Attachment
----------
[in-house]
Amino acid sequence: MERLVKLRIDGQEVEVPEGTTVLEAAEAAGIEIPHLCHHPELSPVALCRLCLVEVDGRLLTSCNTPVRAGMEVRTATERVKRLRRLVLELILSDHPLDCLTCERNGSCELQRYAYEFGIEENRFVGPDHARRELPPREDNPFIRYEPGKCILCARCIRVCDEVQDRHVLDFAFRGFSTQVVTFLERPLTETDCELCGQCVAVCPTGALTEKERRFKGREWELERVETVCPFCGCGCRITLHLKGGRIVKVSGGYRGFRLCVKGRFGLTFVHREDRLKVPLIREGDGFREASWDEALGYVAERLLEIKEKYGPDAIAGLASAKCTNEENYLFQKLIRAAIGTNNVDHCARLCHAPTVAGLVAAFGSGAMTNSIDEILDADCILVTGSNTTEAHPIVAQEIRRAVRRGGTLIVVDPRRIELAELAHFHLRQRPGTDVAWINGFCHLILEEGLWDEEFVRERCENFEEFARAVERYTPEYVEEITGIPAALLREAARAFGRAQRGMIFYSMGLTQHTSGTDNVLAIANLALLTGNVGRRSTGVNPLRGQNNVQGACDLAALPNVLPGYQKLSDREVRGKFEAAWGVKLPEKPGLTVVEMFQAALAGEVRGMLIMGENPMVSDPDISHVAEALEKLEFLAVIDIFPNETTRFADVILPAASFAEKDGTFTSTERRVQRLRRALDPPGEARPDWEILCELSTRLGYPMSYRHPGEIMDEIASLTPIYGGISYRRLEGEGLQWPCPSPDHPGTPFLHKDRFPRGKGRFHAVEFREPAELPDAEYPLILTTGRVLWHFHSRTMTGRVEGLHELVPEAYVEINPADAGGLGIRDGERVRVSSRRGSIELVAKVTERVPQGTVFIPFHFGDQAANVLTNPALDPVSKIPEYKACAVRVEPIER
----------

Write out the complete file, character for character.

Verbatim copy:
[in-house]
Amino acid sequence: MERLVKLRIDGQEVEVPEGTTVLEAAEAAGIEIPHLCHHPELSPVALCRLCLVEVDGRLLTSCNTPVRAGMEVRTATERVKRLRRLVLELILSDHPLDCLTCERNGSCELQRYAYEFGIEENRFVGPDHARRELPPREDNPFIRYEPGKCILCARCIRVCDEVQDRHVLDFAFRGFSTQVVTFLERPLTETDCELCGQCVAVCPTGALTEKERRFKGREWELERVETVCPFCGCGCRITLHLKGGRIVKVSGGYRGFRLCVKGRFGLTFVHREDRLKVPLIREGDGFREASWDEALGYVAERLLEIKEKYGPDAIAGLASAKCTNEENYLFQKLIRAAIGTNNVDHCARLCHAPTVAGLVAAFGSGAMTNSIDEILDADCILVTGSNTTEAHPIVAQEIRRAVRRGGTLIVVDPRRIELAELAHFHLRQRPGTDVAWINGFCHLILEEGLWDEEFVRERCENFEEFARAVERYTPEYVEEITGIPAALLREAARAFGRAQRGMIFYSMGLTQHTSGTDNVLAIANLALLTGNVGRRSTGVNPLRGQNNVQGACDLAALPNVLPGYQKLSDREVRGKFEAAWGVKLPEKPGLTVVEMFQAALAGEVRGMLIMGENPMVSDPDISHVAEALEKLEFLAVIDIFPNETTRFADVILPAASFAEKDGTFTSTERRVQRLRRALDPPGEARPDWEILCELSTRLGYPMSYRHPGEIMDEIASLTPIYGGISYRRLEGEGLQWPCPSPDHPGTPFLHKDRFPRGKGRFHAVEFREPAELPDAEYPLILTTGRVLWHFHSRTMTGRVEGLHELVPEAYVEINPADAGGLGIRDGERVRVSSRRGSIELVAKVTERVPQGTVFIPFHFGDQAANVLTNPALDPVSKIPEYKACAVRVEPIER